Our world is full of distractions and we often find ourselves on a path that seems so distant from our original plan. We wonder where the time went and ask ourselves …
“How Did We Get There From Here?”
Are tangents disruptive impulses that take our eyes off of the goal, causing us to lose focus, and drain away our valuable time? Or, do we embrace them as an extension of “how we think” and seize the opportunity to expand the scope of our original thought processes. Our desire to learn fuels our passion to …
Explore New Options
Some time ago we expressed our interest in learning the C++ programming language. C++ is an amazing language and we have gained a real appreciation for object oriented programming. While learning C++, we discovered that another very powerful language, Python, was written in C++.
Naturally, we decided to check out Python to see the power of C++ in action. To our surprise, we learned that Python is readily available at no charge from https://python.org, is very powerful, and is an extremely versatile Object Oriented Programming language. Python is also relatively easy to learn and is now our language of choice for rapid prototyping and development of complex solutions.
Today we discovered yet another language: “Go”. Coincidentally, we stumbled upon a post at TechCrunch.com titled, “Google’s Go: A New Programming Language That’s Python Meets C++”. We downloaded “Go” from GoLang.org to explore what this language brings to the table.
We’re committed to continue learning C++, however, we would be remiss if we decided to simply stick to the straight and narrow path of one language alone. Where speed of execution is a factor, C++ prevails. Where speed of execution, small size, and a “close to the metal” solution is required, Assembler takes precedent. However, where speed is less of a concern, a solution in Python is heavily favoured. As we’ve stated many times before:
“There’s always a better way and more than one solution.” ~ Redge
When Opportunity Knocks … Answer
It would be easy to ignore the distractions that seem to stall our progress and keep us from reaching our destination, however, sometimes the journey is best enjoyed when we stop and take in the sights along the way. In this case, the ride has been an eye opening experience.
Although we started our learning process with Python 2.7.6, we’re currently using Python 3.4.1. Python is available and runs across the three platforms that concern us most: Windows, OSX, and LINUX. Soon after, we also downloaded Anaconda Python from Continuum Analytics. The reasons for downloading Anaconda Python will become clear once you’ve had a chance to delve into the world of Python and all it has to offer.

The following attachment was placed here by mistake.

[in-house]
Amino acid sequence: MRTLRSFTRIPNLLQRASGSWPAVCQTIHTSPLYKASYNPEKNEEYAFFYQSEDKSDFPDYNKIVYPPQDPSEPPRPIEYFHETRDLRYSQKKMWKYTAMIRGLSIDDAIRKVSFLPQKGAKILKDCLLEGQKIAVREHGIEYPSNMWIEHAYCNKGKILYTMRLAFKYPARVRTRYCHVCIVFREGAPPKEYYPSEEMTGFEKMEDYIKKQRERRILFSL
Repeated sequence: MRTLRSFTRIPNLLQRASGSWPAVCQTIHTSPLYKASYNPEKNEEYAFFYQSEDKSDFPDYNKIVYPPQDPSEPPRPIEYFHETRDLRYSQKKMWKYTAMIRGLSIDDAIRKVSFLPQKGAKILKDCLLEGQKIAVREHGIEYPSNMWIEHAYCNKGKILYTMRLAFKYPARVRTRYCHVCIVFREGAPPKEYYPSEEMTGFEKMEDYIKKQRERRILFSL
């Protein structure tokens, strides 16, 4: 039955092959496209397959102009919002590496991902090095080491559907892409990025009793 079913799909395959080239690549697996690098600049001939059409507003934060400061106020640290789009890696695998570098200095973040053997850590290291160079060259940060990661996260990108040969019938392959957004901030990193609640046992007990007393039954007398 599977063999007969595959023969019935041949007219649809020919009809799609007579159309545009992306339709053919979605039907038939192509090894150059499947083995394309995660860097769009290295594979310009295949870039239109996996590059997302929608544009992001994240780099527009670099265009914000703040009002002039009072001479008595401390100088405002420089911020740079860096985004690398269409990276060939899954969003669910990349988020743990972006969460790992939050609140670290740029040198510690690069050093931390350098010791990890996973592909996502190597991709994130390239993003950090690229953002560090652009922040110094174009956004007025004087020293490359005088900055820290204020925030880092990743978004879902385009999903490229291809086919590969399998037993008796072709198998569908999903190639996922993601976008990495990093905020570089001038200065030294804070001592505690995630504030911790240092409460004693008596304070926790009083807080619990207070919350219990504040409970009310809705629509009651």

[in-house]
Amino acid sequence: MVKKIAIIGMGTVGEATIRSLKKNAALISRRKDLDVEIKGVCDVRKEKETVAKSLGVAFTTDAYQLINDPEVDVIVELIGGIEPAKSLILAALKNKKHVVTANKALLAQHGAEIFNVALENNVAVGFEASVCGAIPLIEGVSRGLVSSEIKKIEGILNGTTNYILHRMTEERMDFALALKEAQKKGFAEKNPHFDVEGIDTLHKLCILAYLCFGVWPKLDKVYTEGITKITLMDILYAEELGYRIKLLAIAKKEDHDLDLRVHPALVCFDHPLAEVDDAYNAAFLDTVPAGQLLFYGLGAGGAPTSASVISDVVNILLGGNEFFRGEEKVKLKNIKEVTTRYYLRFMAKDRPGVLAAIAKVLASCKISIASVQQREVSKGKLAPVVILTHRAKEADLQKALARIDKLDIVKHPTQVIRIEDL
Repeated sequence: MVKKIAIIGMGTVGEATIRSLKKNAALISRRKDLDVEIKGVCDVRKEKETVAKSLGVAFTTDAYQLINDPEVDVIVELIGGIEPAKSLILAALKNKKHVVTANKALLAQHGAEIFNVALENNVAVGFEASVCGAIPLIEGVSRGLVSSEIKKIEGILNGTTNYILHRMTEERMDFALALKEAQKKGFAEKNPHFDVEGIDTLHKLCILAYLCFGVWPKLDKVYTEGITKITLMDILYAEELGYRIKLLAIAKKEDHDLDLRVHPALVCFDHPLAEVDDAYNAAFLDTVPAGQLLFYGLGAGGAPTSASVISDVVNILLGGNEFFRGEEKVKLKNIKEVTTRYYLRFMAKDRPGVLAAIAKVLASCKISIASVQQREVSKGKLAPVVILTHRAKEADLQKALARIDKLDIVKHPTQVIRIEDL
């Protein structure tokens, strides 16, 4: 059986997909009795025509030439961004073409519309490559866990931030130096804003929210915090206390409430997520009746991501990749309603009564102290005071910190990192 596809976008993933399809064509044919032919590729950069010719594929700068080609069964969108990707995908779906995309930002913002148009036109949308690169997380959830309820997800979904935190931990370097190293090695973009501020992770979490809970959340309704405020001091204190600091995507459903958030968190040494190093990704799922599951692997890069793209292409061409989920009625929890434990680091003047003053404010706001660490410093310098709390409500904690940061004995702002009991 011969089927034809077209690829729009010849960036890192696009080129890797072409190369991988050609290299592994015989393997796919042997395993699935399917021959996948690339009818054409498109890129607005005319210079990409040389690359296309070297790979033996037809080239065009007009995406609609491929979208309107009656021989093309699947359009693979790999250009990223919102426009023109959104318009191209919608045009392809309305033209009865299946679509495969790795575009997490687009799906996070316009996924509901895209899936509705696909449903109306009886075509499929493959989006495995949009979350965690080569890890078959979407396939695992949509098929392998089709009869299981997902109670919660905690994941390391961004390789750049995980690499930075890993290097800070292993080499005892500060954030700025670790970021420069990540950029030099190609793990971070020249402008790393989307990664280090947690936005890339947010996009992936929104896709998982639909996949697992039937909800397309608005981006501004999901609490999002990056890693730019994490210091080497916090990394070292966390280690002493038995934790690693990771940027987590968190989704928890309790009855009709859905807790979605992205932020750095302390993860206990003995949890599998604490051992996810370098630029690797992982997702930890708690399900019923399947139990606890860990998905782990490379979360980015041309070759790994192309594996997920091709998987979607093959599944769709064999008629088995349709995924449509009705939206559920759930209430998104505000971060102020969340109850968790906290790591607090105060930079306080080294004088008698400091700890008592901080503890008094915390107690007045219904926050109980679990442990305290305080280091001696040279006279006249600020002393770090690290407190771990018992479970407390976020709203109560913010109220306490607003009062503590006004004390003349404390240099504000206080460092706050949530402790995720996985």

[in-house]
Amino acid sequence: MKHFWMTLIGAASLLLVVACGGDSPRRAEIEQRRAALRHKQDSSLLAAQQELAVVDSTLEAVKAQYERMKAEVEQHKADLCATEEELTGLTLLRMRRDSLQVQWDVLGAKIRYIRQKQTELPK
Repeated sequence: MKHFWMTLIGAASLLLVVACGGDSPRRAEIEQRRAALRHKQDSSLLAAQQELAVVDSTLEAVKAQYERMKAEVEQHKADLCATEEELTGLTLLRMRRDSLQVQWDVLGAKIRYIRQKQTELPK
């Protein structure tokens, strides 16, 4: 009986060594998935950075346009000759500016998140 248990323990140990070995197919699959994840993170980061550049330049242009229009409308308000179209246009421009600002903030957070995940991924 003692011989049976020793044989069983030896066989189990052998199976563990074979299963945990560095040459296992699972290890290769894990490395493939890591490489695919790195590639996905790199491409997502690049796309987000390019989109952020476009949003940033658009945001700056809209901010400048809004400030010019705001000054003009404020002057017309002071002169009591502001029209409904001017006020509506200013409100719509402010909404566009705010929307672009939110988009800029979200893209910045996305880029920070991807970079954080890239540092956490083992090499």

Though we may have strayed from our C++ learning process for a short while, the Python experience has been and continues to be a tremendous journey. Python has presented a realm of significant possibilities in Object Oriented Programming that would otherwise have remained a mystery.
A simple Google search for “Python Programming” will yield a host of web sites that offer tutorials, books, and so much more. We started with a few simple books and added a few more that we purchased from our local book store to gain a sense of what Python had to offer:
- Sams Teach Yourself Python in 24 Hours – Katie Cunningham
- Python for Kids, A Playful Introduction to Programming – Jason R. Briggs
- Learn Python the Hard Way, 3rd Edition – Zed A. Shaw
- Core Python Applications Programming, 3rd Edition – Wesley J. Chun
- Learning Python with Raspberry Pi – Alex Bradbury and Ben Everard
- Python Pocket Reference (5th Edition) – Mark Lutz
The number of books available on the store shelves pales in comparison to the offerings available on Amazon. We have since purchased a number of e-books that are easily and readily accessible using Kindle across multiple devices including my iPad and Surface Pro. If you haven’t had a chance to work with Kindle, we highly recommend it. It is an excellent app that makes reading e-books a breeze.
Certainly this recent tangent has opened more doors than we could ever have imagined and we’re grateful for the experience. While this may seem to have little to do with Lean or OEE, we would suggest otherwise. Each program or script is comprised of multiple processes or series of processes and the environments in which they run are as diverse as the machines we find in manufacturing operations. From our perspective, programming serves as an excellent surrogate to demonstrate lean practices and the effectiveness of our operations.
Just when you think you have all the answers, consider that one of them may hold more questions than you ever imagined.
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Until Next Time – STAY leanFollow @Versalytics